Towards the end of November I was eventually allowed home. I was told that I would always need to be on insulin and my parents had both learnt how to do this. Great big glass syringes and needles that you had to boil and reuse. How times have changed. Rosie had been there everyday when I was in hospital and on days off had even come and kept me company. My Mum was pleased to get home as things had become a little stressful at the friends house.
I went home and had to go back a year in school due to the amount of work I had missed. So began my life as a Type 1 Diabetic. I started off on one injection a day, pig insulin. I was told that there were several things that I may not be able to do due to how insulin dependant I was. This included having children, watching where I went, controlling what I ate to the gram etc. At the age of 6 going on 7 this is not what you wanted to hear. However, my life so far has proved them wrong.
During junior school, I had an amazing Teacher called Mrs Walker. She was also a diabetic and immediately took me under her wing. Mrs Walker taught me how to control my sugars, how to do my insulin myself and how to live with what I had been diagnosed with. I remember how we both used to sit in the corridor by the coat hangers with an orange and a syringe, practising how to inject properly. When I started to inject myself Mrs Walker bought me in a huge bag of sugar free sweets and some lovely gifts as praise and reward. Mrs Atkins, the Deputy Head, was also really important during my final years at Junior School.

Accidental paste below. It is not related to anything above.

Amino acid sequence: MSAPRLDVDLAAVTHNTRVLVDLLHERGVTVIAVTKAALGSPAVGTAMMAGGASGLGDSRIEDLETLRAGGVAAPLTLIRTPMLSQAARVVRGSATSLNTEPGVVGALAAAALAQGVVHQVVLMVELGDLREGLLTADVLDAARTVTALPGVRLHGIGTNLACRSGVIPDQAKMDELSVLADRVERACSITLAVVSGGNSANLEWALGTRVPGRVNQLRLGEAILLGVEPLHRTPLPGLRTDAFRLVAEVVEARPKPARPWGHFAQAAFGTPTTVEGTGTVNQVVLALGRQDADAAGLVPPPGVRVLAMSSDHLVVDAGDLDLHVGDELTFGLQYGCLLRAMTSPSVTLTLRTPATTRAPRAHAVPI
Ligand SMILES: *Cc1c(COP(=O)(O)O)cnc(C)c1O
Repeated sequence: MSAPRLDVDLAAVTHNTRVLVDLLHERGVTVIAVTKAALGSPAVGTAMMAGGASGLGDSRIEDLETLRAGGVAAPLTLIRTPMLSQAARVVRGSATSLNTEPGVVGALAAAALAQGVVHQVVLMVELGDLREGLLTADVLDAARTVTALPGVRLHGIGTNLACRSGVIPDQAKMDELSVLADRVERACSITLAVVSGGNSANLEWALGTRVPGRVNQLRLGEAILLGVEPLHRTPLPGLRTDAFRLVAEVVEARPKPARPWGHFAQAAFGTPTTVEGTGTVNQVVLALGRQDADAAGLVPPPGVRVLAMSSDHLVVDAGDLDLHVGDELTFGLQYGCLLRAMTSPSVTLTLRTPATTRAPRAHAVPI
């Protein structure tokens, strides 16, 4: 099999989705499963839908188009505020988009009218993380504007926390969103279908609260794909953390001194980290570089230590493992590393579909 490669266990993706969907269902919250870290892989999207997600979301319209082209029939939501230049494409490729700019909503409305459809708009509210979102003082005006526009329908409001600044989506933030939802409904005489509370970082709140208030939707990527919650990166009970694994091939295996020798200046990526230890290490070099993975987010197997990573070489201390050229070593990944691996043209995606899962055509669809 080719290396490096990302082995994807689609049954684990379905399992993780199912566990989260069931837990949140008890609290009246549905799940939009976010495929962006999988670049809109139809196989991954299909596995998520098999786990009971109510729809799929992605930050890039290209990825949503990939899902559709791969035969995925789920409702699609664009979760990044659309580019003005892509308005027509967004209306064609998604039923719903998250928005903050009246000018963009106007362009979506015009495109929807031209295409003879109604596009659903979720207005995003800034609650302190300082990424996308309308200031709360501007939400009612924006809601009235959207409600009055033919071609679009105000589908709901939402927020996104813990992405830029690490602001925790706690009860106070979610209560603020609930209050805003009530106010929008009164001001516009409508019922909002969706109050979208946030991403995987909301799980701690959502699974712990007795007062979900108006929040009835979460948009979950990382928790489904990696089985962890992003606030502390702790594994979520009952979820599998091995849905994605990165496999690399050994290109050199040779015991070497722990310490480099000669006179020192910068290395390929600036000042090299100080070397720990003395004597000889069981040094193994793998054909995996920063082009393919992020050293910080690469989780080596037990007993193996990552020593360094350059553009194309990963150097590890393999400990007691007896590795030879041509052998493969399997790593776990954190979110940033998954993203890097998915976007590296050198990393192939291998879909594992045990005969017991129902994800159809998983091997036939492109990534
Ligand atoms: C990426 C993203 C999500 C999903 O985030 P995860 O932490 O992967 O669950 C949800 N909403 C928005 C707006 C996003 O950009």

Then I moved to secondary school. Mr Atkins (Husband of Mrs Atkins) guided me through my secondary years. The school was brilliant and made sure that I was allowed on trips. The teachers took time out to talk to my parents about my condition, what to do if my sugars went low and to confirm what foods I shouldnt eat (Remember I am now going into my teens and rebellious years). I did things that I had been told I may not be able to do. I travelled to Germany on a student exchange. I went on adventurous trips for Geography. I went to Rome and Venice. I was allowed to go on the school cruise and travelled around Italy Greece and Turkey. My parents made sure that I was never excluded. Even to the extent that at Easter they would always buy me a sugar free easter egg from Thorntons.
When I was 14, my brother became ill and amazingly, he too was diagnosed with Type 1 Diabetes. Noone other than myself had Diabetes. No parents, grand parents or great grand parents so it was not an hereditary thing. Two Oxford University students contacted my parents and asked if they could do a study on us both. Their results showed that it was a rogue gene between our parents that had caused us both to have this.